In biblical times, the common belief was that the blind, the poor, and the lame were not merely unfortunate, but cursed because of their sin. Their disfigurement furnished incontrovertible evidence. That is why people shunned them. You wanted to stay away from them, point them out as unclean and have them removed. Jesus says that in the salvation revealed in him, the blind and the deaf, the lame and the poor, are loved, included, and set free. 


Almost like a summary of all the healing that he has been doing, Jesus adds that the dead are raised to life. This is apt because all those afflicted by disease and ostracized as unclean feel as if they are closer to death than to life, as if they are destined to live in the darkness of a grave rather than in the light of life. 


The person and preaching of Jesus awakened them to new life, giving them the motivation to thank God revealed as the one who is for them and not against them, as the one who desires to bless them and not to curse them. Jesus preached this message to the poor, because it is precisely the poor who always live on the border between death and life in their misery.


God’s love will change everything. And it’s beginning to happen right here, right now. That is the message that Jesus has for John.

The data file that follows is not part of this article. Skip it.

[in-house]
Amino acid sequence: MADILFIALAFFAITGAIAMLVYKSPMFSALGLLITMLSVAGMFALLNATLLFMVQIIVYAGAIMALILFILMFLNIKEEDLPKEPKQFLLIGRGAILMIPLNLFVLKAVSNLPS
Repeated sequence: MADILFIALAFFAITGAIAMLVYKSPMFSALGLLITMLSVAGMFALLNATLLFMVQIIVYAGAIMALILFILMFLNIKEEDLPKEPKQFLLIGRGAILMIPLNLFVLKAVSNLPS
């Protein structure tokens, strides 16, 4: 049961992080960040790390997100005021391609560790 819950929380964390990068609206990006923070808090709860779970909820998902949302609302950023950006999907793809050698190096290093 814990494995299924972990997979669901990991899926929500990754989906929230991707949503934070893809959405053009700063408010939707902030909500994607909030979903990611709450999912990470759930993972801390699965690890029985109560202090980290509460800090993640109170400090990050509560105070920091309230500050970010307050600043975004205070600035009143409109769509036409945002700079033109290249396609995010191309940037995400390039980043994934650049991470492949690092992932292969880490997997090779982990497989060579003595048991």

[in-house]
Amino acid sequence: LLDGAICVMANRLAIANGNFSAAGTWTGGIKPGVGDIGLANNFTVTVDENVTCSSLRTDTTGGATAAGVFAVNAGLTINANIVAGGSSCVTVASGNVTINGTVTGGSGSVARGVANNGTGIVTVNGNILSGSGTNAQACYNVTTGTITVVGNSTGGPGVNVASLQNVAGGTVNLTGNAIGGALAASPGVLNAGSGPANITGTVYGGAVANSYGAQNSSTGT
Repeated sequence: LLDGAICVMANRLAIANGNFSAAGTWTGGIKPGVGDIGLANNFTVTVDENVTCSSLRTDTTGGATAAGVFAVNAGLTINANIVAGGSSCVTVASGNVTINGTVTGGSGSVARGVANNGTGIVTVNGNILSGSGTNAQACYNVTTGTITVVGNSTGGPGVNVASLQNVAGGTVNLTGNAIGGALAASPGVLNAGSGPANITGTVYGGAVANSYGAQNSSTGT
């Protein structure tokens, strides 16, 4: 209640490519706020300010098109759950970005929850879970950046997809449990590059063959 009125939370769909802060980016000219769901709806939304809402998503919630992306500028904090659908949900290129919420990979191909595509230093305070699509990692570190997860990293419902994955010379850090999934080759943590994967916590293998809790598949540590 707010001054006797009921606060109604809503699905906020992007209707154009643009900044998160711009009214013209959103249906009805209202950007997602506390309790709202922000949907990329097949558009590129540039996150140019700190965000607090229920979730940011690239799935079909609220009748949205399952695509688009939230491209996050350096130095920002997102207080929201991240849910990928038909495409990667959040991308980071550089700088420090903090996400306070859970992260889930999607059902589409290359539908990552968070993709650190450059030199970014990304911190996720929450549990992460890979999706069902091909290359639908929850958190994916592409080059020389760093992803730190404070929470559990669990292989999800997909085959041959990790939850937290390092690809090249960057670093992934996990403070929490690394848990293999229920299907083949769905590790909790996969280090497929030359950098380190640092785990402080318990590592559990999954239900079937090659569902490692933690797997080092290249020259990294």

Through his own actions, Jesus knows and reveals himself to be the agent of God’s salvation, when God will heal every misery of his people, and sorrow and sighing will flee away. 


It is important for us to note that Jesus honors John’s request. Here we can learn an important lesson from what John did: he asked and waited on Jesus’ answer. John needed reassurance, and so he asked for it. 


Do you need reassurance? Then ask as John did, and wait on God’s answer. “Ask and you will receive. Seek and you will find. Knock and the door will be opened to you” (Matt. 7:7). This is an open invitation that Jesus extends to all his followers. We should accept this invitation, especially if our lives are shrouded in darkness, as John’s was, especially if our perplexities keep us awake at night, as John’s did.  


Jesus honors John by responding to his request. But he also honors John by vindicating him. 


“Vindicate” is not a word that we use very often in our everyday speech, but it is an important one to know, especially if we want to understand God’s ways. How often do we read in the Psalms: Vindicate me, O Lord, for I walk with integrity before you (Ps. 26:1). Vindicate me, O God! Plead on my behalf against an ungodly nation (Ps. 43:1). But what does this mean?  


Let’s say you believe in a cause. Indeed, you believe in it so strongly that you devote most of your free time and large sums of money to it. Then come the doubters and detractors. “You’re wasting your time.” “You’re throwing away your money.”